Choir overcomes challenges

First in-person choir concert since COVID-19

Senior+Ari+Braveman+sings+behind+Junior+Jada+Macklemore.+Park+Singers+held+a+concert+May+21.

Shaydi Falcon

Senior Ari Braveman sings behind Junior Jada Macklemore. Park Singers held a concert May 21.

Katie Nelson

A unique performance space, including specialty masks and COVID-19 restrictions, were just some of the barriers faced by Park’s choir this weekend. Park hosted its first in-person concert in 15 months May 21 at the activity center. 

According to choir teacher John Myszkowski, the nerves were much higher for this concert given the situation. 

“There was a huge sense of relief afterwards,” Myszkowski said. “I was sweating bullets with it, because we’re basically in a barn, there’s so much noise from the fans, but in the end, they overcame it.”

Senior Kim Parkinson said one of the greatest adjustments students faced was wearing singers masks, social distancing and singing without the feedback from peers next to them.

“We had to space out, which made it difficult to hear each other and produce a good sound like we are used to,” Parkinson said. “We also had to put more time and effort into the chairs and social distancing and even getting new masks to be able to sing.”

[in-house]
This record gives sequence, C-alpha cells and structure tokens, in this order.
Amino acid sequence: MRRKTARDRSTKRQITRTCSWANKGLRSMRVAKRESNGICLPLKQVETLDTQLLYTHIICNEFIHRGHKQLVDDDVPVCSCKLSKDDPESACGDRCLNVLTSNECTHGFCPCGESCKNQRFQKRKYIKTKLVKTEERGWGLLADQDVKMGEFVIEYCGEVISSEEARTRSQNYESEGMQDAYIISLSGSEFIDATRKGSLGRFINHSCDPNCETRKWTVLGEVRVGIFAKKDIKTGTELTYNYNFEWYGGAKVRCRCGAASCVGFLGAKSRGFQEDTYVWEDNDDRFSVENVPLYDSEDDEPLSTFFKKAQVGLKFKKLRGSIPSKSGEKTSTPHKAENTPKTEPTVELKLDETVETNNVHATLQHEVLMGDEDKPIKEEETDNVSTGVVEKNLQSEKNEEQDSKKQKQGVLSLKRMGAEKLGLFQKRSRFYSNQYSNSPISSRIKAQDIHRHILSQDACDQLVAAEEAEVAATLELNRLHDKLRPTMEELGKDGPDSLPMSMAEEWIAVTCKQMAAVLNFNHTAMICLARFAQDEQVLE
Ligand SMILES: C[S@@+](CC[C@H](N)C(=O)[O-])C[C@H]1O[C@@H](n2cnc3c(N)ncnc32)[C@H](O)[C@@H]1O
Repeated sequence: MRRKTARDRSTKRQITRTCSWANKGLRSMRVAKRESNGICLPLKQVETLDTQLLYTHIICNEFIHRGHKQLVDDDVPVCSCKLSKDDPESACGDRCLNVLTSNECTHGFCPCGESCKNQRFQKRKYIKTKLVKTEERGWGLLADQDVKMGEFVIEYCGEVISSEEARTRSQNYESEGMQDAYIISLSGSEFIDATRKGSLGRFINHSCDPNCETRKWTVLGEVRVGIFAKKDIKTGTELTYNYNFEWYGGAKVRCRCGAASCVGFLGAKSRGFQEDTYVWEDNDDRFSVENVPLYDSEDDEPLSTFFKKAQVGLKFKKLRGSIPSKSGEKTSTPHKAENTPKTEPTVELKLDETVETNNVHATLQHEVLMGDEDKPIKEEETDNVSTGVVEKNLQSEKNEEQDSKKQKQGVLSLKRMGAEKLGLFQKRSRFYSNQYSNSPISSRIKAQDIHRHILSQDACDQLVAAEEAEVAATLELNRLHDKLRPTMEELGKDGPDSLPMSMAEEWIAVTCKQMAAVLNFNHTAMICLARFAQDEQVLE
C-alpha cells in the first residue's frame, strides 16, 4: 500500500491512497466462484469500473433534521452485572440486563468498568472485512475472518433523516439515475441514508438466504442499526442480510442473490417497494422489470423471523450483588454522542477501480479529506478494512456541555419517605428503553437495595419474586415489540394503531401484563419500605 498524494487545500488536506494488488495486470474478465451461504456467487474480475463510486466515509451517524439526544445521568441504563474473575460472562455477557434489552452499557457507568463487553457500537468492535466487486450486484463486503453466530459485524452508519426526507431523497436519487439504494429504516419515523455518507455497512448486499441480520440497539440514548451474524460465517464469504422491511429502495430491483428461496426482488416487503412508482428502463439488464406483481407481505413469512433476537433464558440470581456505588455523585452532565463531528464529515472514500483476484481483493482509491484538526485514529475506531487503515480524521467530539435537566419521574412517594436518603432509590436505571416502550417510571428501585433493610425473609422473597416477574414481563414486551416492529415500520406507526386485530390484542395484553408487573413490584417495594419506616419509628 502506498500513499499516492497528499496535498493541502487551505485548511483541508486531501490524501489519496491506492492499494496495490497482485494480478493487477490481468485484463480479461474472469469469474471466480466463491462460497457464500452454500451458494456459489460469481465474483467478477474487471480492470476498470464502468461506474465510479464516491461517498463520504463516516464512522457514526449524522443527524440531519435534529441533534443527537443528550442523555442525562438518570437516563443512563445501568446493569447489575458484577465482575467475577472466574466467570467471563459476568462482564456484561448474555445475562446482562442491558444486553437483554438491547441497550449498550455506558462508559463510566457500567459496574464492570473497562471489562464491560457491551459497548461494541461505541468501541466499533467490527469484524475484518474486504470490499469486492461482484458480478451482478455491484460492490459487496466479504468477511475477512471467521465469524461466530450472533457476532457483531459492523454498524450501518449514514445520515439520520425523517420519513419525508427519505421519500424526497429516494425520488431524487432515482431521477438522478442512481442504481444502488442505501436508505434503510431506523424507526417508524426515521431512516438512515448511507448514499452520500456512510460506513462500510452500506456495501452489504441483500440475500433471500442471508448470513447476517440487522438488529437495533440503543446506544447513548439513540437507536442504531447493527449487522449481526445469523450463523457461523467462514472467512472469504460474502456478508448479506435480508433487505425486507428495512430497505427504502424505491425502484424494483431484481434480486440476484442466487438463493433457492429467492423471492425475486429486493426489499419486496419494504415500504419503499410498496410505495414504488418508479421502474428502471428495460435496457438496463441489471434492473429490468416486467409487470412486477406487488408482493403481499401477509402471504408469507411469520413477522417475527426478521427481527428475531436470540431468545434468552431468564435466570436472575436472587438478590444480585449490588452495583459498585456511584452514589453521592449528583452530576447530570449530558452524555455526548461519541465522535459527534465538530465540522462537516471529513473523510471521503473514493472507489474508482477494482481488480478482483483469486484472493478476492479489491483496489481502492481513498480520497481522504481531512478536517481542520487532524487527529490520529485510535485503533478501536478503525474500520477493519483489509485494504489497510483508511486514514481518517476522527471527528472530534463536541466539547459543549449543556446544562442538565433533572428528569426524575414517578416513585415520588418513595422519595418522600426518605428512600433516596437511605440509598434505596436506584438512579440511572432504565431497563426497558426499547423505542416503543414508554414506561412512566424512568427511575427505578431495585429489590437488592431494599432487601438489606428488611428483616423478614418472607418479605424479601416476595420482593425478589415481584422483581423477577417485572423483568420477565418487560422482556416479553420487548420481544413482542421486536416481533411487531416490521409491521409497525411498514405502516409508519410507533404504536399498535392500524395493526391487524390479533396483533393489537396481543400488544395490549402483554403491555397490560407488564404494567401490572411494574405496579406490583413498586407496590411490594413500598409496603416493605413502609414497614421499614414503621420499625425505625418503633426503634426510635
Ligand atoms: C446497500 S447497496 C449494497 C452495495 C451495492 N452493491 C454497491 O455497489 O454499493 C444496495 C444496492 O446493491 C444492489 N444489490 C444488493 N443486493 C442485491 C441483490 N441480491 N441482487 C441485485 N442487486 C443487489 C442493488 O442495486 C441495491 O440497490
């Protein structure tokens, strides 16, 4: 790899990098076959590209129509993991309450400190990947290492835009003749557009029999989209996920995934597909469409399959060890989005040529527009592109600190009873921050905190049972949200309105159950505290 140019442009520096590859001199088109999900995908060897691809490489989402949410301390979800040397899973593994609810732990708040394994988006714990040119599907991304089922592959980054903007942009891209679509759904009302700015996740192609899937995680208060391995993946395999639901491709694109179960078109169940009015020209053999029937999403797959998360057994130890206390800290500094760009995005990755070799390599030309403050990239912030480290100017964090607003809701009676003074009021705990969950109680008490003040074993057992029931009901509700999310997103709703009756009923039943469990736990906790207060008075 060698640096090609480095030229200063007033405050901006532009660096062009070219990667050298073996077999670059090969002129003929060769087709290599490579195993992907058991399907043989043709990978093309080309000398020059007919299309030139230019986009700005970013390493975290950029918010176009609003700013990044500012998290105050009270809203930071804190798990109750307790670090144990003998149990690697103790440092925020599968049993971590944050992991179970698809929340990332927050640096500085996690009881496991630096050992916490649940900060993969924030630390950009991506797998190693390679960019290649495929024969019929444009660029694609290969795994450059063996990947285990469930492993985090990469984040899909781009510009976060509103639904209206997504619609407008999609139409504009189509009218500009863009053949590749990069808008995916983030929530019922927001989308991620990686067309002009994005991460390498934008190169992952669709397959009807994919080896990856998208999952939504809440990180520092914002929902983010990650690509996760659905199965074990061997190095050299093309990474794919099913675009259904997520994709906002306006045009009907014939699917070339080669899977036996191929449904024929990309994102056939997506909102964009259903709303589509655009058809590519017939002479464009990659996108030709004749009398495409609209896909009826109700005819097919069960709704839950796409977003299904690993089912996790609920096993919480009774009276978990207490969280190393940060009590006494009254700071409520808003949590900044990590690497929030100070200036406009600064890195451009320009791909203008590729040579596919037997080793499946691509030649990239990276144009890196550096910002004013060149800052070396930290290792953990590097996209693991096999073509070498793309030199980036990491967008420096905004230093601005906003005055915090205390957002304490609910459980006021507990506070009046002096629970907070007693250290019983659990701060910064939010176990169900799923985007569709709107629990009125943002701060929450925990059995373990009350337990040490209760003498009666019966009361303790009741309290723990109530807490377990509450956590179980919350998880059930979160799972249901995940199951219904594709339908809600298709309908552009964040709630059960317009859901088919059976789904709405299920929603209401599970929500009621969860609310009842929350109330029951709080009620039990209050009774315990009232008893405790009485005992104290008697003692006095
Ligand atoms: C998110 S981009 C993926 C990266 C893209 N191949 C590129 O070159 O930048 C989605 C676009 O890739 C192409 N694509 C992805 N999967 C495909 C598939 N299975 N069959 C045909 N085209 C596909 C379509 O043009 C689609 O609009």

Just to physically see them is like having your own kids come home”

— John Myszkowski

The composition included 12 songs, all sung in foreign languages, adding an extra layer of difficulty. For sophomore Antonia Antony, extra dedication was crucial. 

“We had to learn the languages and many of the songs were in a high key,” Antony said. “It was hard, but we used time outside of school and just kept practicing.” 

With cohort C students being fully online this school year, seeing everyone face-to-face was exceptionally special for Myszkowski. 

“It was amazing to see kids I hadn’t seen forever. Just to physically see them is like having your own kids come home,” Myszkowski said. 

According to Parkinson, lack of time was an issue, but making the most out of rehearsals was key to a successful performance. 

“We were crunched for time and rehearsals were even more intense than how they usually are, because we had to practice so much more,” Parkinson said. “But it feels incredible to be back performing again.”

Even with the challenges, Antony is proud of how the choir was able to adapt under unprecedented circumstances. 

“I think we did great,” Antony said. “We had a lot of mixed emotions, but people really showed up and overall it sounded really good.”

Parks next concert will be held at 6 p.m. June 2 in the activity center, followed by a senior recital at 7 p.m.